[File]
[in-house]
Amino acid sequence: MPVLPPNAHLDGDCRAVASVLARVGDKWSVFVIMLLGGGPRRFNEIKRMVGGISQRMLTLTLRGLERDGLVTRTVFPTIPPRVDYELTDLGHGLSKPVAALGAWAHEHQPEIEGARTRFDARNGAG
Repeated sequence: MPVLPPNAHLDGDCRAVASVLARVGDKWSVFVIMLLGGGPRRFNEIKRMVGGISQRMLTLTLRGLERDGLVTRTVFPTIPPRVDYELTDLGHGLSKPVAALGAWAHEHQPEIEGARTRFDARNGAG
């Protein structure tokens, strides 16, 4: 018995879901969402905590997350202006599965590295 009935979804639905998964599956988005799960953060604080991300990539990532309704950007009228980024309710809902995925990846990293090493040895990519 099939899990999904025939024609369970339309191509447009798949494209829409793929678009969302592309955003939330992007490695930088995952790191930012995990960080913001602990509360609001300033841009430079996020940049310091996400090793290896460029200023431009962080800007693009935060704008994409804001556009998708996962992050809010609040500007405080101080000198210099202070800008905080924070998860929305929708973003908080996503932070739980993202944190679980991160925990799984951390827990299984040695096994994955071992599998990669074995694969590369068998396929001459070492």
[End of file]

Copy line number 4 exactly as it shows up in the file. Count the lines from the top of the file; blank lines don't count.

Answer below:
């Protein structure tokens, strides 16, 4: 018995879901969402905590997350202006599965590295 009935979804639905998964599956988005799960953060604080991300990539990532309704950007009228980024309710809902995925990846990293090493040895990519 099939899990999904025939024609369970339309191509447009798949494209829409793929678009969302592309955003939330992007490695930088995952790191930012995990960080913001602990509360609001300033841009430079996020940049310091996400090793290896460029200023431009962080800007693009935060704008994409804001556009998708996962992050809010609040500007405080101080000198210099202070800008905080924070998860929305929708973003908080996503932070739980993202944190679980991160925990799984951390827990299984040695096994994955071992599998990669074995694969590369068998396929001459070492």